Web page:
X X Pants - Waterproof Breathable Shell (Durable)
X Orange Vest (If your Waterproof Shell isn't orange)
X X Long Field Pants (durable)
X Mid layer - Wool or Poly Fleece
X Socks - 2 Pair
X Waterproof Breathable Shell (with attached hood)
X X Boots with Lug Soles - Over Ankle
Survival Gear
X X Compass w/ sighting mirror & declination adjustment
X X Notepad (Waterproof - Rite in the Rain)
X X InReach or GPS Garmin 62 or higher with 1/24,000 topo base map. Or, smartphone with Gaia with downloaded base maps for Clackamas County
X X Backup batteries: GPS or smartphone
X X Pencil/Pen and Black Permanent Marker
X Knife - Fixed Blade with one piece spine.
X Small Folding knife or scissors (Raptor Style)
X Prusik loop - 6mm x 6'
X Purcell Prusik loop - 6mm x 10'
X X 2 x 1" Webbing - 20' red. Either climb or mil spec ok
X 550 Nylon Cord - 50 ft.
X X Locking biners: 24Hr: 3, Hasty 1 Pear Shaped, 22kN
X X Survival Blanket (Heavy Duty all-weather/sportsman 5'x7')
X X Survey Tape (Hot Pink)
X X Plastic Whistle with no bead
X X Fire Starters (Suggest, petroleum jelly and cotton balls)
X X Storm Proof Wooden Matches
X X Match Holder (Waterproof)
X X Food and Snacks (24 hr supply)
X X Eye Protection (safety glasses, goggles, sunglasses)
X Poly Tarp - Blue 8' x 10' or bivy sack
X X Headlamp or Hands-Free Light w/ extra batteries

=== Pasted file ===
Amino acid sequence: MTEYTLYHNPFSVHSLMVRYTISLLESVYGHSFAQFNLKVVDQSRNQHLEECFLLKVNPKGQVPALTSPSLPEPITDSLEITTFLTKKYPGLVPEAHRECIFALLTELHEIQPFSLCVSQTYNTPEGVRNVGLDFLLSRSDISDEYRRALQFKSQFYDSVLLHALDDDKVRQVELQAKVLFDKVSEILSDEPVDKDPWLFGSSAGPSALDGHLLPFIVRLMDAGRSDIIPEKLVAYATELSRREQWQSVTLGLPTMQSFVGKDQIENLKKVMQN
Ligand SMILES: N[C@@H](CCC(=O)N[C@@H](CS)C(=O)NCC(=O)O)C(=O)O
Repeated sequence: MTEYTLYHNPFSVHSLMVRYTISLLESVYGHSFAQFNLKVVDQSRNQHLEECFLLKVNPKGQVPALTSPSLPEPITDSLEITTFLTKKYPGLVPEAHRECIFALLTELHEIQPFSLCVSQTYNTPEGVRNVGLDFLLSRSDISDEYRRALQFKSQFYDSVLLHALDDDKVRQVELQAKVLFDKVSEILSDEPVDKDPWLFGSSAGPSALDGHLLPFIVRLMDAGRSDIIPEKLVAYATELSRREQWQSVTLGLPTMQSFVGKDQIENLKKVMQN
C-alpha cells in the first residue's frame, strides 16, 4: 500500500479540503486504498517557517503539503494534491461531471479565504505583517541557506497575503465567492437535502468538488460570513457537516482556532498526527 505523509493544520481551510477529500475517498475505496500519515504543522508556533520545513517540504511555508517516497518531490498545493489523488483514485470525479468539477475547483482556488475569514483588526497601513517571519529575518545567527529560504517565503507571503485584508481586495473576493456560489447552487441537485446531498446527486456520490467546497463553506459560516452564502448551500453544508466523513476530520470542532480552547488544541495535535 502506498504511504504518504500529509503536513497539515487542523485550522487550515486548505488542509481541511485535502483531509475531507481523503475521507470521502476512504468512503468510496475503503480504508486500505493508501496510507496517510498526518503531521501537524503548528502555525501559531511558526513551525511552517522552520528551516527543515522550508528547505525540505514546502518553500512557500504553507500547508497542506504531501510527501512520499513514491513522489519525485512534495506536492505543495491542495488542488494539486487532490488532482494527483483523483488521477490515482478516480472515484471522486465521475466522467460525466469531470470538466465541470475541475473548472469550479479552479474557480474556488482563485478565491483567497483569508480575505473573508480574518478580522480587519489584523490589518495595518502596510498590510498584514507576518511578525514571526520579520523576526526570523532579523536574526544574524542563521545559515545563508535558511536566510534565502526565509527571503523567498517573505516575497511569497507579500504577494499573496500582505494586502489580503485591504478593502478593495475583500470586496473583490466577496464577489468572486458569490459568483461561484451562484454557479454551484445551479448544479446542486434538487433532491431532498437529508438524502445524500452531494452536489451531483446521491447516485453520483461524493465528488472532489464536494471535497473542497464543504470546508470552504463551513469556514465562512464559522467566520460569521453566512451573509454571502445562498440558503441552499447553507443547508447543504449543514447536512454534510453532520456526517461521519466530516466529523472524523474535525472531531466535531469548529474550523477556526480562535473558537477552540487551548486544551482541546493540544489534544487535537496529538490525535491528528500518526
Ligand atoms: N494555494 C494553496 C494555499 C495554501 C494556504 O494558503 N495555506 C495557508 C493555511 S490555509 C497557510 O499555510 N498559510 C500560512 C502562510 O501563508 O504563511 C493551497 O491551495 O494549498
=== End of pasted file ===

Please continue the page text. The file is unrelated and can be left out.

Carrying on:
X X Spare Flashlight w/ extra batteries
X X Water - 2 qts Min, 100 ounce (3 litres) preferred
X Metal Cup
X Water Filter or Chlorine Tablets
X Toilet Paper in waterproof bag
X X Folding Wood Saw (10” Corona works very well)
X Ziploc Bags - 2 ea Gallon and 2 ea Quart (Freezer)
X DuctTape-3ftmin
Personal First Aid Kit
X X Barrier Protection Gloves - 2 pair
X X 4x4 Bandages - 6 ea.
X X Adhesive Bandages - 6 ea, 1"
X X Adhesive Tape - cloth, 1"
X X Compress - 5x9
X X Heat Packs
X X Triangular Bandage
X X Ace Wrap/Israeli Bandage
X X Roll Gauze (eg: Kerlix) - 2" min
X X Waterproof SOAP Note Sheet (provided by team)
X X CPR Barrier

Notably, we were required to obtain all the gear and undergo a pack check before we could respond to missions. That meant (1) we couldn’t take advantage of gear discounts for SAR members, because we were not yet members and (2) we didn’t yet know exactly which versions of each item would be optimal. I’ve discovered in just a few weeks that trading out and replacing gear will be a constant.

Several search and rescue members in the field examining a tarp shelter

There’s a lot more to share, including:

  • Why I joined search and rescue
  • Detailed pack list
  • My first few missions
  • Requirements to remain operational (notable, because I have a shoulder surgery coming up)